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James Madison: Father of the Constitution, Godparent of Article V
It’s an interesting irony that the two men in American history who are credited with symbolic paternity—George Washington of the country, James Madison of the Constitution—only had offspring from their wives’ previous marriages, and did not themselves father children. George Washington’s role as the patriarch of a mighty nation is less specific than the nickname that James Madison carries, but Madison’s role in the Constitution plays a direct and pivotal part in the evolution of freedom. A key element of American freedom rests in Article V of the Constitution that Madison was so influential in writing. But no one can challenge the titles that these two Founding Fathers bear.
Three branches of government
Madison expected that the three branches of government, the famous “checks and balances” that are designed to protect the American people from federal, legislative, or judicial power-mongering, would steer the newly formed country on a balanced path to peace and prosperity. Each branch, Madison believed, was to reflect the will of the people. But Madison firmly believed that the American people had a responsibility to preserve the freedoms which the Constitution defined. What would today’s Americans say to Madison in response to this quotation: “The powers delegated by the proposed constitution to the federal government are few and defined. Those which are to remain in the state governments are numerous and indefinite.” The Constitution makes this clear in the Tenth Amendment which states that all authority that hasn’t been specifically designated as the province of the national government is by default claimed by the states. Do Americans, citizens not only of their country but also of their respective states, recognize that in Madison’s words there is a rallying cry to defend the power of the state against the tyranny of the central government?
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Virginia hears the call.
Madison’s home state has remembered its history. In 1787, the state of Viriginia, Jefferson, and Madison was the first to call a convention in Philadelphia that led to the creation of the Constitution. In November, 2013, Virginia was the first state to pre-file an application to call a Convention of States (COS). Delegates Scott Lingamfelter and Jim LeMunyon are deeply involved in the Article V project which promotes the rights of states to call a convention that can propose amendments to the Constitution. The 2014 legislative sessions of state governments could play an interesting role in the rejuvenation of American liberty, but only if American citizens recognize that they are partners in the process.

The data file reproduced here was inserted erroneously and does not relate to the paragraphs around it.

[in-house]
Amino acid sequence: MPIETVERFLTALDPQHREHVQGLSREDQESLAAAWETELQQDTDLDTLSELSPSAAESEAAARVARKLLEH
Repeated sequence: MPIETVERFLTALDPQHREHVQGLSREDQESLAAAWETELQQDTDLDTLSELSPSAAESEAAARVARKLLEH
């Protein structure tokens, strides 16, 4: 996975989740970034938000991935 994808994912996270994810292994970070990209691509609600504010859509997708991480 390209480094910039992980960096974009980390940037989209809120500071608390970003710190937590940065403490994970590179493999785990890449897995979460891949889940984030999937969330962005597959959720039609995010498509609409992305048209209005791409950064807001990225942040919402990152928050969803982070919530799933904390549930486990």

Prof. Rob Natelson gives some background to a Convention of States and explains why a runaway convention is unlikely.
Convention of States
The Convention of States website has scheduled events to engage and inform interested Americans about the project. On February 20, at 8:00 EST, there was an interactive Tele-Townhall with a presentation by Citizens for Self Government founder and President Mark Meckler, who will describe the new America that can exist after a Convention of States is held. Following the presentation, listeners can pose questions about the COS project and learn more about this dynamic Constitutional event. Participants can either take part by telephone or online. Sign up to learn more and find out what you can do to bring freedom back to America. You can also listen to previous presentations that took place in February. On February 3, Michael Farris, the head of the Convention of States project, responded to some of the fallacies and myths that have arisen since the COS began to gain momentum. On February 13, an expert on Article V, Professor Rob Natelson, explained the operating process for a Convention of States and how proposed amendments would be ratified.
Tyranny is always the wolf waiting outside
James Madison recognized that if Article V is the door to American liberty, tyranny is always the wolf waiting outside. He learned it first hand as a citizen of the colony of Virginia, a part of the British Empire. The colonials were proud of belonging to Great Britain, and from 1757-1763, Americans and British fought on the American frontier side-by-side against the French. But just two years later, in 1765, with the passing of the Stamp Act, Americans were incensed that the British government had the audacity to raise tax money without obtaining the approval of the colonial legislatures. Alarmed, the colonists feared that Britain would do more of the same in the future, and the colonies began to exercise their civic right and responsibility to protect their freedom. And we know what happened after that!
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